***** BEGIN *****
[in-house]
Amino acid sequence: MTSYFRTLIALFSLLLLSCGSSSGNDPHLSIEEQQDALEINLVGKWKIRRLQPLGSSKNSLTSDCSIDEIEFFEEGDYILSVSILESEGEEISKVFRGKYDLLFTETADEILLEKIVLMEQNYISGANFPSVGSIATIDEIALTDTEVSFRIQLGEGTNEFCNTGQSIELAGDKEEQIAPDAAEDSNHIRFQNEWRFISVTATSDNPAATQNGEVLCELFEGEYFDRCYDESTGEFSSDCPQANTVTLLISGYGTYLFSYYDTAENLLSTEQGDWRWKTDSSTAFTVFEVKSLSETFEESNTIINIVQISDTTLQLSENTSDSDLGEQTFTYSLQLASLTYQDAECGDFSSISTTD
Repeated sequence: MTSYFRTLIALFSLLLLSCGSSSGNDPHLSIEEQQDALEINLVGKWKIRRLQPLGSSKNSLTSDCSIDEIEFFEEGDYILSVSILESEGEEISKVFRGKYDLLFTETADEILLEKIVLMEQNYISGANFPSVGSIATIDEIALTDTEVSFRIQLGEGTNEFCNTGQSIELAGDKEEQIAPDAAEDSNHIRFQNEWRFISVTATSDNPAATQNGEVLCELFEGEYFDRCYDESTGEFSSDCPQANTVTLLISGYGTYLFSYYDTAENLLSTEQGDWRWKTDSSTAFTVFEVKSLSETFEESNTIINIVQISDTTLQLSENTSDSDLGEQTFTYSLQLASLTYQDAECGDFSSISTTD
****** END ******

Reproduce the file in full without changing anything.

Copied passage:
[in-house]
Amino acid sequence: MTSYFRTLIALFSLLLLSCGSSSGNDPHLSIEEQQDALEINLVGKWKIRRLQPLGSSKNSLTSDCSIDEIEFFEEGDYILSVSILESEGEEISKVFRGKYDLLFTETADEILLEKIVLMEQNYISGANFPSVGSIATIDEIALTDTEVSFRIQLGEGTNEFCNTGQSIELAGDKEEQIAPDAAEDSNHIRFQNEWRFISVTATSDNPAATQNGEVLCELFEGEYFDRCYDESTGEFSSDCPQANTVTLLISGYGTYLFSYYDTAENLLSTEQGDWRWKTDSSTAFTVFEVKSLSETFEESNTIINIVQISDTTLQLSENTSDSDLGEQTFTYSLQLASLTYQDAECGDFSSISTTD
Repeated sequence: MTSYFRTLIALFSLLLLSCGSSSGNDPHLSIEEQQDALEINLVGKWKIRRLQPLGSSKNSLTSDCSIDEIEFFEEGDYILSVSILESEGEEISKVFRGKYDLLFTETADEILLEKIVLMEQNYISGANFPSVGSIATIDEIALTDTEVSFRIQLGEGTNEFCNTGQSIELAGDKEEQIAPDAAEDSNHIRFQNEWRFISVTATSDNPAATQNGEVLCELFEGEYFDRCYDESTGEFSSDCPQANTVTLLISGYGTYLFSYYDTAENLLSTEQGDWRWKTDSSTAFTVFEVKSLSETFEESNTIINIVQISDTTLQLSENTSDSDLGEQTFTYSLQLASLTYQDAECGDFSSISTTD